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Cleaning your Sterling Silver at Home

Cleaning your Sterling Silver at Home

If you have every owned a piece of sterling silver jewelry, you are most likely familiar with the appearance of sterling that has tarnished, yellowed, darkened, or looks "dirty."  Although pure silver is not very susceptible to tarnish, it is a very soft metal.  Sterling silver is made with an alloy, meaning that other metal is added to make it more durable and practical for wearing as jewelry.  This means that all sterling silver can inevitably begin to tarnish as a result of a chemical reaction.  This can be a very slow process if the jewelry has minimal contact with oxygen, moisture, pollution, and various everyday chemicals, or a very quick process if there is more exposure to these elements.

So, the first step to keeping sterling silver looking clean and shiny is to treat and store your jewelry in a way that protects it from these reactions.  Avoid contact with hair products, skin products, and perfumes by putting your jewelry on after using these items, rather than before.  Avoid swimming in your jewelry, and always dry it off after it gets wet for any reason.  Store it in a dry place, preferably sealed off from outside air especially if it is humid.

Yet, eventually, you will probably have some sterling silver that begins to show signs of tarnish at some point.  It is best to clean it sooner rather than later, to reduce the amount of effort you have to put into cleaning it.  Silver polishing cloths are a great option to clean, bring back shine, and take away dirty marks.  It is a soft cloth with an inner cloth that is treated specifically to clean silver jewelry.  There are also chemical jewelry cleaners that you can purchase, but we like the following method of cleaning if you need to do more than shine it up with a cloth.  This process is effective, gentle, and eco-friendly, and only requires some simple household items that you probably already have!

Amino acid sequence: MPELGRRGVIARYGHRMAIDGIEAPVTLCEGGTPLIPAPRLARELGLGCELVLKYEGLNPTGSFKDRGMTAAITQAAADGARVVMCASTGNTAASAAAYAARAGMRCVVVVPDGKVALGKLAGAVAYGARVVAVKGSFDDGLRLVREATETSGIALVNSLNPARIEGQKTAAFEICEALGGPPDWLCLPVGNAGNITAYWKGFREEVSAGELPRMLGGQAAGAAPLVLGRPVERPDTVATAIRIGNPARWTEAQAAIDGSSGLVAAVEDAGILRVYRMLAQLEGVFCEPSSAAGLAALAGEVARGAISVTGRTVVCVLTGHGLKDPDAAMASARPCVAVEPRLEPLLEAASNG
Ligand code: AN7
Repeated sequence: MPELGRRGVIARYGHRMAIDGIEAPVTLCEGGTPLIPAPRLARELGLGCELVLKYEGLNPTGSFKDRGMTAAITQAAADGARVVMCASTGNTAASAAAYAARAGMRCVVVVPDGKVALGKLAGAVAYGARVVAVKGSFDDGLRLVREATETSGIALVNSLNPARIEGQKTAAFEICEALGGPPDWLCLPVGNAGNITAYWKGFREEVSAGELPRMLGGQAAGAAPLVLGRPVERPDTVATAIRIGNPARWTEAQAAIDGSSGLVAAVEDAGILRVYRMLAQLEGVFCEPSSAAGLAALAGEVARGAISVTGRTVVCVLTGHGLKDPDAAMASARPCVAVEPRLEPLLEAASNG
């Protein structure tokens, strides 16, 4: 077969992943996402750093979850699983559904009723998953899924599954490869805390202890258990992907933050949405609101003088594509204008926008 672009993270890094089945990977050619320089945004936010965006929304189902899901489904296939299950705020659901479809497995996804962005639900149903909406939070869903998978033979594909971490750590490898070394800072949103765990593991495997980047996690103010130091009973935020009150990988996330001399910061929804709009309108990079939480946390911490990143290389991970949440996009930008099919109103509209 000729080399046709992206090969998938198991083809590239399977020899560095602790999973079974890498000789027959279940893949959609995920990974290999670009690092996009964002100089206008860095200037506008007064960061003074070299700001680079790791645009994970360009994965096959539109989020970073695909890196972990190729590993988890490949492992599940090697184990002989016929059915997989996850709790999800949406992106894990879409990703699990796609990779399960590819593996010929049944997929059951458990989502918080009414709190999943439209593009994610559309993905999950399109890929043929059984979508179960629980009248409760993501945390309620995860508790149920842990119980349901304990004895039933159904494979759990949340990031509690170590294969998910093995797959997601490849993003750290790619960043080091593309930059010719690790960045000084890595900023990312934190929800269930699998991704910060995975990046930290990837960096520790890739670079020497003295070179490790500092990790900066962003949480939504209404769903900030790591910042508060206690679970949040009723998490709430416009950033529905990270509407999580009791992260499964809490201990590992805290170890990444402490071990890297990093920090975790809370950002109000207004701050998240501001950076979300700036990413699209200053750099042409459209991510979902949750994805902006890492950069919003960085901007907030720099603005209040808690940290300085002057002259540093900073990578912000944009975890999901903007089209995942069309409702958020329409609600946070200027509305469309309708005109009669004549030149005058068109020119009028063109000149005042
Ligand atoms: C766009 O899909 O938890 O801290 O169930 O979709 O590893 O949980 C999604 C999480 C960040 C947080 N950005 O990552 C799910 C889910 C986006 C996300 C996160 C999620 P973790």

Before you get started - make sure that your piece is made of materials that can be cleaned by this method:

Do not use this method on enamel jewelry. The enamel will be removed by this process.
Safe for most stones (not pearls or turquoise) but be sure to rinse very well, otherwise the baking soda will cloud the stones under the settings.
It is also not the best method for bezel-set stones, because any micro-separations in the bezel will allow moisture to get behind the stone, and because there is so little air flow in this type of setting, it will not truly dry properly. It is best to use dry-cleaning methods on pieces with bezel settings (like a polishing cloth).
Since this, like all polishing methods, does remove trace amounts of the silver, it is not recommended for silver plated items, otherwise eventually the plating will come off.
Best to use for any solid sterling silver piece with genuine stones in settings that allow airflow.

You will need: your tarnished jewelry (it can help to pre-wash with water and mild soap to remove any dirt and oils), baking soda, aluminum foil, a dish or bowl, boiling water, and a clean dry cloth.  You may also want a toothbrush if you have some stubborn areas of tarnish or little crevices.

First prepare your dish where the cleaning will occur.  Tear off a piece of aluminum foil and completely line the dish with it.  Then add baking soda, approximately 1 tablespoon per cup of water that you will be using.  The amount of water you need will depend on the size of your dish and the jewelry you are cleaning - any amount will work as long as the jewelry is submerged in the water.  In this example we cleaned 2 bracelets, a pair of earrings, and a necklace in an 8x8 square dish with 2 cups of water and 2 tablespoons of baking soda.  

After your dish with foil and baking soda is prepared, bring your water to a full boil.  Lay your jewelry in the dish, spaced out so that everything is fully touching the foil and will be fully covered by water.  Carefully pour your boiling water into the dish, and enjoy the bubbly, fizzing reaction! 

You will probably notice your jewelry become clean almost instantly because of the chemical reaction taking place.  You can leave it in the solution for about 2 to 10 minutes depending on how tarnished the piece was.  Usually, it will come out looking perfectly clean, but if there are still some stubborn spots you can either repeat the process or use a little baking soda on a toothbrush to gently scrub at any areas that still look tarnished.  This may happen in tight spaces or if your piece was very severely tarnished.

When you are happy with the result, rinse the jewelry under clean water and then dry it very, very well.  You don't want to help the tarnishing process get started again right away by leaving moisture on your newly cleaned jewelry!  You can use a soft cloth to bring back shine and make sure everything is very dry.  Or, go over it with a hair dryer for even more thorough drying!

Wear and enjoy!